Understand the dangers and risks to help prevent costly incidents.

As the solar energy industry grows in the residential, commercial and industrial sectors, Nationwide is seeing more solar panel installations within the agricultural community. Solar energy is increasingly being used to help farmers, ranchers and other agricultural operations become more efficient, while reducing their impact on the environment.

Harvesting energy from the sun has become a popular option due in part to decreasing installation costs, increased financial assistance programs and other factors. According to the Solar Energy Industries Association, Q3 2014 represented the second largest quarter ever for solar installations in the U.S., which had more than 49,000 installations. This performance represents 41% growth over Q3 of last year. Year-over-year, the national average price for a photovoltaic (PV) installed system declined by 11%.

If you’re utilizing or considering a solar energy system as an alternative means of electrical generation, it’s important to understand the dangers and risks of installing and maintaining a solar energy system, and to follow industry best practices to help prevent costly incidents.

The dangers of solar panels and electric shock and fire

As we have seen with new and developing technologies, there can be growing pains associated with manufacturing defects, improper installation methods and lack of adequate maintenance — which can lead to electric shock and fire.

Firefighters have learned there are potential electrical shock hazards because the photovoltaic (PV) panels do not have an on/off switch at the panel. Once the covers have been removed from the solar panel array, PV cells generate electricity that is collected and used either on the premises and/or directed to the utility electrical grid for electric bill reductions. There are live electrical lines between the PV panels and the isolation switch which could be 20 yards away or more.

During a 2013 fire of a 2-story office building in Wisconsin, the utility company was asked by the fire department to measure the voltage of the metal roof having roof-mounted PV panels. It was reported that the metal roof was about 50 volts, which is considered life-threatening. There have been other similar incidents where fire-fighting efforts were delayed due to the potential for electric shock.

In 2011, a fire on the roof of a factory building in North Carolina involved about 20 solar panel arrays. Results of the incident investigation by the PV installation owner (Duke Energy) were shared with the Solar America Board for Codes & Standards in an effort to prevent similar occurrences. The investigation results noted a malfunction of the solar panel array caused short circuits due to “blind spots” that created heating and eventual fire ignition. A “blind spot” on a PV panel could be considered a manufacturer’s defect, similar to lithium ion battery concerns. (The Federal Aviation Administration restricts Li-ion batteries from checked luggage if not in its device — Jan. 2014).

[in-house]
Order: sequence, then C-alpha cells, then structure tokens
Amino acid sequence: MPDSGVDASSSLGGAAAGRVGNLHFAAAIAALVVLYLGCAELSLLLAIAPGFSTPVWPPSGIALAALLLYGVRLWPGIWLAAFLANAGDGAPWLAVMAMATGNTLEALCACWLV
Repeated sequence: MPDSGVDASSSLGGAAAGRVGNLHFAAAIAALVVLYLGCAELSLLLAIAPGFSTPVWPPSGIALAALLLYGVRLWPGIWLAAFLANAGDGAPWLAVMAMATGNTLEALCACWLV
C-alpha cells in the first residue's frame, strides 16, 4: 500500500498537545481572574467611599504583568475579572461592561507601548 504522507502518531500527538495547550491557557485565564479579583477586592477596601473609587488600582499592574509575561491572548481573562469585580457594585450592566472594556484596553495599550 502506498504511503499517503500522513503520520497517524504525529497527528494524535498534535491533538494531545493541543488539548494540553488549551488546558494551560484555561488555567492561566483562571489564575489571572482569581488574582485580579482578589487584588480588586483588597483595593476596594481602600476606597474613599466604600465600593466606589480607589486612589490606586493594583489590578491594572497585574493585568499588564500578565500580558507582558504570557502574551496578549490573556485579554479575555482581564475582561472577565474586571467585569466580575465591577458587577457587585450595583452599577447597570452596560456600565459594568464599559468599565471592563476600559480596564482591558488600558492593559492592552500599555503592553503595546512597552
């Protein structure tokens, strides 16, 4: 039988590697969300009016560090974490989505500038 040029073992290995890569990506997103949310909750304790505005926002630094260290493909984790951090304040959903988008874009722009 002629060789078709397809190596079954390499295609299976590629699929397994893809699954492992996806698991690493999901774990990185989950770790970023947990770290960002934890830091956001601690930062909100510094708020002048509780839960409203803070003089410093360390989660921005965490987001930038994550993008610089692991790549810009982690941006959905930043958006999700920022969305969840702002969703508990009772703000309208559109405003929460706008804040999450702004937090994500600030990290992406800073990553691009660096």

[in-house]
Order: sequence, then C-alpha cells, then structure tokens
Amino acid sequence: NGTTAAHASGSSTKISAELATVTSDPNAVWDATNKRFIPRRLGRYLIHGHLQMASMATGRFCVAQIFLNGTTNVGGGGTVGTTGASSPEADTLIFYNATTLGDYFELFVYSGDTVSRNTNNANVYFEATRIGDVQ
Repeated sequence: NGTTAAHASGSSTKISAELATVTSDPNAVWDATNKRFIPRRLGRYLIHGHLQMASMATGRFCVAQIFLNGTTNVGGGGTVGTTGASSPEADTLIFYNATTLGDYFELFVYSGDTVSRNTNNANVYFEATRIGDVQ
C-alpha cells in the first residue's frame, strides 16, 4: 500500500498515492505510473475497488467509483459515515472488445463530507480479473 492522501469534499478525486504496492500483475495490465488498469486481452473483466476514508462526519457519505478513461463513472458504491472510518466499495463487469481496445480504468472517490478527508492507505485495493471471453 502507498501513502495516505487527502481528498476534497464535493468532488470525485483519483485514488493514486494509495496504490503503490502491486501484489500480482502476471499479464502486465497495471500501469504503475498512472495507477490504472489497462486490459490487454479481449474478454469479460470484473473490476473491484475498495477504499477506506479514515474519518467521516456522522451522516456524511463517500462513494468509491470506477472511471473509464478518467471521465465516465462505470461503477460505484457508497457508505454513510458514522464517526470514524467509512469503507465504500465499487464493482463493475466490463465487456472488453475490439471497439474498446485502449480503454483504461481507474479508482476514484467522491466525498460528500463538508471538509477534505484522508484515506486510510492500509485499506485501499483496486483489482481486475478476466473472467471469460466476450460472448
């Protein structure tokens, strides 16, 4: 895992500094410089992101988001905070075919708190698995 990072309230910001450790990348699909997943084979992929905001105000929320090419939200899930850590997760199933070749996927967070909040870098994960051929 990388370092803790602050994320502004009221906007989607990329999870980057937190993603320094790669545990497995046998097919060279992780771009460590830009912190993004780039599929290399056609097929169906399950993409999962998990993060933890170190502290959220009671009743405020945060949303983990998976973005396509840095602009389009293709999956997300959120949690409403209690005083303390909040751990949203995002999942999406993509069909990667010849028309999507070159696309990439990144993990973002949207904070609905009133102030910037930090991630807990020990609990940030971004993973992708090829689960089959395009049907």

Investigation results of a 2013 fire at a sprinkler-protected warehouse in New Jersey haven’t been released to the public, but 7,000 roof-mounted solar panels on a 300,000 square foot structure were reported to be a total loss (building and contents).

In addition to the potential for fire ignition and electric shock hazard and fire, roof-top solar panels pose structural concerns to roofs not designed for additional loads. Additional roof loads include, but are not limited to: weight of the PV panels and associated equipment (ballast), snow and ice that can accumulate on the PV panel and in the space between the roof surface and bottom of the PV panel (e.g., wind-blown snow), and altered wind loading of the roof due to PV panel orientation and attachment methods.

Solar panel installation best practices

The Solar America Board for Codes & Standards  provides industry best practices and documents to assist PV system installation owners with monitoring and maintenance measures to prevent adverse situations. Other resources include the manufacturer’s literature of PV systems (owner’s manual) and NFPA 70 National Electric Code.

Also, when working on a roof, firefighters are being instructed to use light-darkening tarpaulins to cover PV panels, along with other tactical measures, in order to reduce the electrical shock hazard. Pre-emergency planning with the fire department has been, and always will be, a high priority risk management strategy.

Nationwide’s Property Engineering Group (PEG) and other representatives are available to assist with your risk management efforts concerning solar panel installations, as well as other perils to life and property.

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